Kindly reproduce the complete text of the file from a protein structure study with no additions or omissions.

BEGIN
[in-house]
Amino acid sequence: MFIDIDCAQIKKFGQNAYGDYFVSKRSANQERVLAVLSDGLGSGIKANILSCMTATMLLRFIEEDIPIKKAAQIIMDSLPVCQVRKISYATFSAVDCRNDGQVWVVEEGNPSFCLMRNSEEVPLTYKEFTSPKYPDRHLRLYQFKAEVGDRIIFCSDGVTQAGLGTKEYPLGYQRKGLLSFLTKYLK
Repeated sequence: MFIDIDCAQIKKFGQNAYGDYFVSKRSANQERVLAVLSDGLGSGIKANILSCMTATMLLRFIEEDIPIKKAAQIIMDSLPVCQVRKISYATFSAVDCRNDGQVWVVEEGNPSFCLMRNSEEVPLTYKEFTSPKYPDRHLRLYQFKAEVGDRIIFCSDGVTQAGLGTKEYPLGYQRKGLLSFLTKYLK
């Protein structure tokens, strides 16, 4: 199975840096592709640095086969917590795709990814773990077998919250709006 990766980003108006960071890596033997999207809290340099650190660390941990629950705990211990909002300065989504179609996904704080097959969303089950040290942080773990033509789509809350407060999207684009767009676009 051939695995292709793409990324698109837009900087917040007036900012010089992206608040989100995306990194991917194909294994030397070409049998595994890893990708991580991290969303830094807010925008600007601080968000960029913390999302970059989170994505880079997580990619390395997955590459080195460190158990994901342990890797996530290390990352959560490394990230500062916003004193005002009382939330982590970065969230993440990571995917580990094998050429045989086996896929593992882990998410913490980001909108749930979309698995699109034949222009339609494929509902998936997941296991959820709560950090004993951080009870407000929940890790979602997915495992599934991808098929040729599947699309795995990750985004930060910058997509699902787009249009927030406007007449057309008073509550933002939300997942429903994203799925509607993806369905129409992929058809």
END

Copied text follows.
[in-house]
Amino acid sequence: MFIDIDCAQIKKFGQNAYGDYFVSKRSANQERVLAVLSDGLGSGIKANILSCMTATMLLRFIEEDIPIKKAAQIIMDSLPVCQVRKISYATFSAVDCRNDGQVWVVEEGNPSFCLMRNSEEVPLTYKEFTSPKYPDRHLRLYQFKAEVGDRIIFCSDGVTQAGLGTKEYPLGYQRKGLLSFLTKYLK
Repeated sequence: MFIDIDCAQIKKFGQNAYGDYFVSKRSANQERVLAVLSDGLGSGIKANILSCMTATMLLRFIEEDIPIKKAAQIIMDSLPVCQVRKISYATFSAVDCRNDGQVWVVEEGNPSFCLMRNSEEVPLTYKEFTSPKYPDRHLRLYQFKAEVGDRIIFCSDGVTQAGLGTKEYPLGYQRKGLLSFLTKYLK
């Protein structure tokens, strides 16, 4: 199975840096592709640095086969917590795709990814773990077998919250709006 990766980003108006960071890596033997999207809290340099650190660390941990629950705990211990909002300065989504179609996904704080097959969303089950040290942080773990033509789509809350407060999207684009767009676009 051939695995292709793409990324698109837009900087917040007036900012010089992206608040989100995306990194991917194909294994030397070409049998595994890893990708991580991290969303830094807010925008600007601080968000960029913390999302970059989170994505880079997580990619390395997955590459080195460190158990994901342990890797996530290390990352959560490394990230500062916003004193005002009382939330982590970065969230993440990571995917580990094998050429045989086996896929593992882990998410913490980001909108749930979309698995699109034949222009339609494929509902998936997941296991959820709560950090004993951080009870407000929940890790979602997915495992599934991808098929040729599947699309795995990750985004930060910058997509699902787009249009927030406007007449057309008073509550933002939300997942429903994203799925509607993806369905129409992929058809």